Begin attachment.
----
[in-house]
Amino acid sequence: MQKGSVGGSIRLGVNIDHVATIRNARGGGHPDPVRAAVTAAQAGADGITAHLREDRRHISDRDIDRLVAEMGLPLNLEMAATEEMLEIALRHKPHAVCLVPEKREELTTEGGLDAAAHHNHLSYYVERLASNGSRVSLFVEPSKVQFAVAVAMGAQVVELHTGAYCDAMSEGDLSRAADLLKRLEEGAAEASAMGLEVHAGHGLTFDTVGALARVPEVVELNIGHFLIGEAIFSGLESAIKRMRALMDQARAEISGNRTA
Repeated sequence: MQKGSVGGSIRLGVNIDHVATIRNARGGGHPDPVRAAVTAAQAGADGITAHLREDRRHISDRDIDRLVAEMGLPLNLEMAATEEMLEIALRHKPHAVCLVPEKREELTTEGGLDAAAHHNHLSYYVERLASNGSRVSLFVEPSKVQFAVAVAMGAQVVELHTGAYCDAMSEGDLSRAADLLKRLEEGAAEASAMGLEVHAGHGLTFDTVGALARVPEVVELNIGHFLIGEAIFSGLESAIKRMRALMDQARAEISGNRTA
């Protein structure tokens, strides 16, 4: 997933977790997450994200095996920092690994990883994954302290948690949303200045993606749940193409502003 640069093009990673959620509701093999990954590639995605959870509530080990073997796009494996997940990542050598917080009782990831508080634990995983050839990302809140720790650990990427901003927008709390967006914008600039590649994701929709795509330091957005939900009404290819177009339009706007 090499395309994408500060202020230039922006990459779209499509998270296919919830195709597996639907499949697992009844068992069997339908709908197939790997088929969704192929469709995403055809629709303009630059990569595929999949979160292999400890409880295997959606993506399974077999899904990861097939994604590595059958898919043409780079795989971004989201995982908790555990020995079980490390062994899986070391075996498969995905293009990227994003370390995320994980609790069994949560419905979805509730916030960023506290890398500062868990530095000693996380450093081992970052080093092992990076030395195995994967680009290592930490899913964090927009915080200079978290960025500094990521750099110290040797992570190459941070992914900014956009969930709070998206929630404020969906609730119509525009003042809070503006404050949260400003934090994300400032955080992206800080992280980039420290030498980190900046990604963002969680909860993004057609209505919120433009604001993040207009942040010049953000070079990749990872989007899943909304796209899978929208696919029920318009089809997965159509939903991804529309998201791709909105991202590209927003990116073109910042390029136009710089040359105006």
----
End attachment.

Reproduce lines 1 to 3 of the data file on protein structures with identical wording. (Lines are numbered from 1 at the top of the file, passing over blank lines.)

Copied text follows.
[in-house]
Amino acid sequence: MQKGSVGGSIRLGVNIDHVATIRNARGGGHPDPVRAAVTAAQAGADGITAHLREDRRHISDRDIDRLVAEMGLPLNLEMAATEEMLEIALRHKPHAVCLVPEKREELTTEGGLDAAAHHNHLSYYVERLASNGSRVSLFVEPSKVQFAVAVAMGAQVVELHTGAYCDAMSEGDLSRAADLLKRLEEGAAEASAMGLEVHAGHGLTFDTVGALARVPEVVELNIGHFLIGEAIFSGLESAIKRMRALMDQARAEISGNRTA
Repeated sequence: MQKGSVGGSIRLGVNIDHVATIRNARGGGHPDPVRAAVTAAQAGADGITAHLREDRRHISDRDIDRLVAEMGLPLNLEMAATEEMLEIALRHKPHAVCLVPEKREELTTEGGLDAAAHHNHLSYYVERLASNGSRVSLFVEPSKVQFAVAVAMGAQVVELHTGAYCDAMSEGDLSRAADLLKRLEEGAAEASAMGLEVHAGHGLTFDTVGALARVPEVVELNIGHFLIGEAIFSGLESAIKRMRALMDQARAEISGNRTA